Friday, September 2, 2022

"There was a time, not more than three months ago, when we could compare the 2022 Yankees to the 1998 Yankees, and it wasn’t completely insane. Now the 2022 Yankees invoke the 1991 Yankees, one of the worst teams in franchise history. The Yankees went 10-18 (.357) in August. It was their worst month since Sept. 1991..."

The above primal lamentation comes from the great Mike Axisa, of River Avenue Blues, via Patreon - (if you don't subscribe to his feeds, you're a Cleveland Guardians fan) - and I think it nicely sums up every pang of existential distress we've endured since July 4. 

Before our eyes, in YES-Mo, we are watching history: The Dorian Gray transformation of MLB's best team into its worst - courtesy of a front office/ownership that suffers no consequences for its failures. 

The Yankee Doomsday Clock is clicking forward. It's nearly midnight for the Midnight Blue, and we are back in 1991 - the year of Mel Hall's pet cougars and Steve Sax Disease - and our earnest manager, Mr. Merrill, looks characteristically stumped.

This we know: 

1. Last night, the Mariners and O's both won, inching ever upwards to the point - (should we have a pool on the date? I say Sept 24) - when they overtake us. The Yankees lost no ground. Nada. They didn't play. Hooray.

2. If Tampa this weekend wipes the bathroom floor with our gin-bloated tongues, no cavalry on earth will save this sorry team from its place in infamy.

3. The Death Barge finally made a move: Promoting SS Oswald Peraza to the majors (and, in his wake, Anthony Volpe to Biden's home town.) This should have happened weeks ago. Instead, it comes hours after Aaron Boone comically proclaimed Isiah Kiner-Falefa one of the best shortstops in the league. I like IKF - he's always been a stopgap and certainly not the prime reason for this collapse -but by waiting this long for Peraza, it almost adds to the Yankee sense of panic. Talk about putting pressure on a kid...

4. In every way, this collapse belongs to management. Somehow, the Yankees poisoned the water fountains and created a horrible workplace. Players come to NY and, instead of thriving from the energy of the crowds, they wither into shells. We saw it with Joey Gallo. We're seeing it with IKF, Josh Donaldson and Frankie Montas. We're watching Yankee veterans - Aaron Hicks and Gleyber Torres - crumble under the strain. 

I blame Food Stamps Hal's relentless frugality, his unwillingness to bend the bottom line, which eventually puts every player's contract under Gotham's searing and unforgiving microscope. If the Steinbrenners pay you a lot of their money, you better perform - or else. The Dodgers, Astros and Mets surround stars with more stars, each one lessening the weight upon the others. The Yankees put every player out there, and if he fails, Hal's Yankee-owned media points to them and says, "See, they're not worth the money!" And Hal pockets it.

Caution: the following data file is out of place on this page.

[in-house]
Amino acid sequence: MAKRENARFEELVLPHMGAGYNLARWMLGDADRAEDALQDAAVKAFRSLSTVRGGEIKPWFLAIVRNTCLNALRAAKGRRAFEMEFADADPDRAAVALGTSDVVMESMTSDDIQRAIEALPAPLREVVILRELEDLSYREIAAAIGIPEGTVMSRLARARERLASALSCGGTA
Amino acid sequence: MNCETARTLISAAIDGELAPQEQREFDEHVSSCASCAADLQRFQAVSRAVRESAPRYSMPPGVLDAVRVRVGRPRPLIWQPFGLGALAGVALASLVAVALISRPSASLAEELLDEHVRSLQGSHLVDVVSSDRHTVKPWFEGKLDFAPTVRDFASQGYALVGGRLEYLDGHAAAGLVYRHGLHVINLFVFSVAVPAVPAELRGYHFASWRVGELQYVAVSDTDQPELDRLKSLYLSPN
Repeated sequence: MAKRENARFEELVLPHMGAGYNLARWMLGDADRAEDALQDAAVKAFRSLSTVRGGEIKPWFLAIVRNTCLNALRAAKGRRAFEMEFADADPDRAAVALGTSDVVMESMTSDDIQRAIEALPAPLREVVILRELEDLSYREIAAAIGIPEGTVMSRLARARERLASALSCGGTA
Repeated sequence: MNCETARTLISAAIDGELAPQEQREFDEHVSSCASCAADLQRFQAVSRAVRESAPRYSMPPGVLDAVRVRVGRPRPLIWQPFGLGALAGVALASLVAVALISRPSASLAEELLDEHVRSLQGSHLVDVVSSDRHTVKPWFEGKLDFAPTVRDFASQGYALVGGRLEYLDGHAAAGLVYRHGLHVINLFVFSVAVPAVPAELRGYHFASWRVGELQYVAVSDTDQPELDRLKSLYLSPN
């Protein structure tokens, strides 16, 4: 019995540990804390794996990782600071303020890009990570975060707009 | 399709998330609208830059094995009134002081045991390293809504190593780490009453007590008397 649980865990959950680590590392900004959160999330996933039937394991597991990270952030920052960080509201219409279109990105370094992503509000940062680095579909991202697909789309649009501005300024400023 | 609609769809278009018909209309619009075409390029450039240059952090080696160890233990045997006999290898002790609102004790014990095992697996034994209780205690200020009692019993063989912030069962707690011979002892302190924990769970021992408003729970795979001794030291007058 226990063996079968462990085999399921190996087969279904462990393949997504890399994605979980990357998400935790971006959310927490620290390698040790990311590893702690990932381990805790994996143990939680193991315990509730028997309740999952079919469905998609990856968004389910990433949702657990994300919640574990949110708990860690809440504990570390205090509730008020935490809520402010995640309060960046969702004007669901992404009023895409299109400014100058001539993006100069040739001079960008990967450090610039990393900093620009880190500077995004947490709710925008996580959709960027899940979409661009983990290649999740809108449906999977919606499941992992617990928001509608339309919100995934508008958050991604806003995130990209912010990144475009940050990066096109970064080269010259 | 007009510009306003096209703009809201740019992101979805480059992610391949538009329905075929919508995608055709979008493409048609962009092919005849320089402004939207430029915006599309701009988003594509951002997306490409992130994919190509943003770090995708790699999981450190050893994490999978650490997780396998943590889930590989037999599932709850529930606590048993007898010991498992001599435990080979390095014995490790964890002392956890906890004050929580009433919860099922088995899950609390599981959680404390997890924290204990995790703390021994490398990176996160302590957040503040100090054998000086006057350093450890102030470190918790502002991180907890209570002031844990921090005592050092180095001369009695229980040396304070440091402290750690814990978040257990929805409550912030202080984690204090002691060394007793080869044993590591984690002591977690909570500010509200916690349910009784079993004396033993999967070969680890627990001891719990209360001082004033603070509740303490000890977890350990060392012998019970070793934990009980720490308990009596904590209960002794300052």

5. Right now, here's how we score: Aaron Judge hits a solo home run, or the other team screws up. That's how we beat Anaheim: Their 3B threw a ball in the dirt that Mike Ford couldn't scoop, and two runs scored. If Ford catches that ball, we leave the bases loaded, we get swept. 

Frankly, we shoulda been swept. And if not for opposing team meltdowns - Donaldson's extra innings grand slam, IKF's homer v Boston  - we could be arriving in Tampa tonight with 1st place on the line. 

6. Once this team slides into 2nd, it's over. 

7. So... we're supposed to wait for Setback Sevy and Harrison Bader? Does anybody remember how Luis Severino was flailing at the end? Or that Bader had an on-base percentage of .302? 

8. Brian Cashman has made some bad deals, but I cannot recall one so instantly and universally reviled as the Jordan Montgomery trade. Usually, it takes time for fans to realize we've been had. This was different. From the git-go, this one was nuts - so much so that I wonder about Cashman's state of mind. 

Look, I harbor no malice for the guy. Over the years, we've gone through a lot of pain together. I bet if I met him, I'd like him. But this year is crazy. This year, if the Yankees fail, it's time to burn down the stadium. I doubt Hal will ever fire Cash; he's too much of a country clubber to fire an old family friend. But come November, I hope Cashman gets out... for his own peace of mind. 

9. I'm thinking of calling for an INTERNATIONAL JUJU INTERVENTION, perhaps as early as next week. Originally, I planned to save our juju for the postseason. Now, I'm not even sure the 2022 Yankees are worth it. But stay tuned. We have to do something.  


Buhner's Ghost said...

If there's an international juju intervention, will all Yankees have to be vaccinated first? Are they? Could be a factor if they face the Blu Jays in the playoffs. If the Yankees make the playoffs.

JM said...